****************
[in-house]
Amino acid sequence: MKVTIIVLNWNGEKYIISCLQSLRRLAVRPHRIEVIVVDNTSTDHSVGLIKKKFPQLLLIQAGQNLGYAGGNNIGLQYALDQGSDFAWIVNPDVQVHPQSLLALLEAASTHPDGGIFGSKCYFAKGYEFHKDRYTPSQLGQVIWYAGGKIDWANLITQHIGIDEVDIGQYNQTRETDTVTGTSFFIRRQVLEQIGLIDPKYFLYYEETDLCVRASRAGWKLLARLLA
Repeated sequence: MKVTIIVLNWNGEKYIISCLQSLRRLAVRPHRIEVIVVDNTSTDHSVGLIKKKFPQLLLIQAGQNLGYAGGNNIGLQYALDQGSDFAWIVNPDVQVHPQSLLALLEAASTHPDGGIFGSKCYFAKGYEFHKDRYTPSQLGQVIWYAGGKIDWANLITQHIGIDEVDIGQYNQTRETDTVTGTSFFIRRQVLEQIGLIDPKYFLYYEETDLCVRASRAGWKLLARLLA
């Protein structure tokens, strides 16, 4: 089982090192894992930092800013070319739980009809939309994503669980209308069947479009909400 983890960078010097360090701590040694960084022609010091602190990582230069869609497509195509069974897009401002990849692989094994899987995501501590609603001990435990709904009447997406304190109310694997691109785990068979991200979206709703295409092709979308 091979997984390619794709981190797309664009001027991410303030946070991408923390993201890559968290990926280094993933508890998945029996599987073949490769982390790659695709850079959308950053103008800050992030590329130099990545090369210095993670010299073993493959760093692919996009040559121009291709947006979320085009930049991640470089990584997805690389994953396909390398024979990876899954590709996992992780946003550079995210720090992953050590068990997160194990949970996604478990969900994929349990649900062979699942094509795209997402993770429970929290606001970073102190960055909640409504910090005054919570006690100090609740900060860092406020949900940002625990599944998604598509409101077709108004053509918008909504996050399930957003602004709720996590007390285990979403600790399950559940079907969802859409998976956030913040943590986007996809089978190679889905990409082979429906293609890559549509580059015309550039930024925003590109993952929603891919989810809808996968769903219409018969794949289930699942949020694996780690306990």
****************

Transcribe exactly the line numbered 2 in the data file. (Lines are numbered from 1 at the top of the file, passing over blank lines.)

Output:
Amino acid sequence: MKVTIIVLNWNGEKYIISCLQSLRRLAVRPHRIEVIVVDNTSTDHSVGLIKKKFPQLLLIQAGQNLGYAGGNNIGLQYALDQGSDFAWIVNPDVQVHPQSLLALLEAASTHPDGGIFGSKCYFAKGYEFHKDRYTPSQLGQVIWYAGGKIDWANLITQHIGIDEVDIGQYNQTRETDTVTGTSFFIRRQVLEQIGLIDPKYFLYYEETDLCVRASRAGWKLLARLLA